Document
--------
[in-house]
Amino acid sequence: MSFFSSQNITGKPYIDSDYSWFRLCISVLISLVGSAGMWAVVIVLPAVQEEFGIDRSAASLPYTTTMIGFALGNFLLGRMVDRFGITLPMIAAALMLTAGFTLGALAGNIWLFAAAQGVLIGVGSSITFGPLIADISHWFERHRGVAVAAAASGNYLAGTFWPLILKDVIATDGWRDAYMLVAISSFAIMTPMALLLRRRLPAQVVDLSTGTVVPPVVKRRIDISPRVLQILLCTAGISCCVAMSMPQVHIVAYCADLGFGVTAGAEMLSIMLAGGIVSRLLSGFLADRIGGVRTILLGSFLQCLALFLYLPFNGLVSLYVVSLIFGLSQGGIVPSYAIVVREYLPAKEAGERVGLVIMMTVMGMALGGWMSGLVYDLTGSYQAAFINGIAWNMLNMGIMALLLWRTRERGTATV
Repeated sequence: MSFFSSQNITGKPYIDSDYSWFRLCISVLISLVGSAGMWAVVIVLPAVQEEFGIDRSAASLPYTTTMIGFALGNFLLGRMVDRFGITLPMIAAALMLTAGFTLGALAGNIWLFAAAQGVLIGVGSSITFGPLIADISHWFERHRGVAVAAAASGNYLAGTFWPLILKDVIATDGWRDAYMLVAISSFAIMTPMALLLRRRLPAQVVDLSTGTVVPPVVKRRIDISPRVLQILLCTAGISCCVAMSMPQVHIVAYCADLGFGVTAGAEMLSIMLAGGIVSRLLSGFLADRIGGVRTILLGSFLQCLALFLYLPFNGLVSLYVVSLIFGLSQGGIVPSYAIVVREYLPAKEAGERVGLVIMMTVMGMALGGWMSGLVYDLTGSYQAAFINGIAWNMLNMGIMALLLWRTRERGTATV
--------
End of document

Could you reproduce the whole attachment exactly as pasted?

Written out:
[in-house]
Amino acid sequence: MSFFSSQNITGKPYIDSDYSWFRLCISVLISLVGSAGMWAVVIVLPAVQEEFGIDRSAASLPYTTTMIGFALGNFLLGRMVDRFGITLPMIAAALMLTAGFTLGALAGNIWLFAAAQGVLIGVGSSITFGPLIADISHWFERHRGVAVAAAASGNYLAGTFWPLILKDVIATDGWRDAYMLVAISSFAIMTPMALLLRRRLPAQVVDLSTGTVVPPVVKRRIDISPRVLQILLCTAGISCCVAMSMPQVHIVAYCADLGFGVTAGAEMLSIMLAGGIVSRLLSGFLADRIGGVRTILLGSFLQCLALFLYLPFNGLVSLYVVSLIFGLSQGGIVPSYAIVVREYLPAKEAGERVGLVIMMTVMGMALGGWMSGLVYDLTGSYQAAFINGIAWNMLNMGIMALLLWRTRERGTATV
Repeated sequence: MSFFSSQNITGKPYIDSDYSWFRLCISVLISLVGSAGMWAVVIVLPAVQEEFGIDRSAASLPYTTTMIGFALGNFLLGRMVDRFGITLPMIAAALMLTAGFTLGALAGNIWLFAAAQGVLIGVGSSITFGPLIADISHWFERHRGVAVAAAASGNYLAGTFWPLILKDVIATDGWRDAYMLVAISSFAIMTPMALLLRRRLPAQVVDLSTGTVVPPVVKRRIDISPRVLQILLCTAGISCCVAMSMPQVHIVAYCADLGFGVTAGAEMLSIMLAGGIVSRLLSGFLADRIGGVRTILLGSFLQCLALFLYLPFNGLVSLYVVSLIFGLSQGGIVPSYAIVVREYLPAKEAGERVGLVIMMTVMGMALGGWMSGLVYDLTGSYQAAFINGIAWNMLNMGIMALLLWRTRERGTATV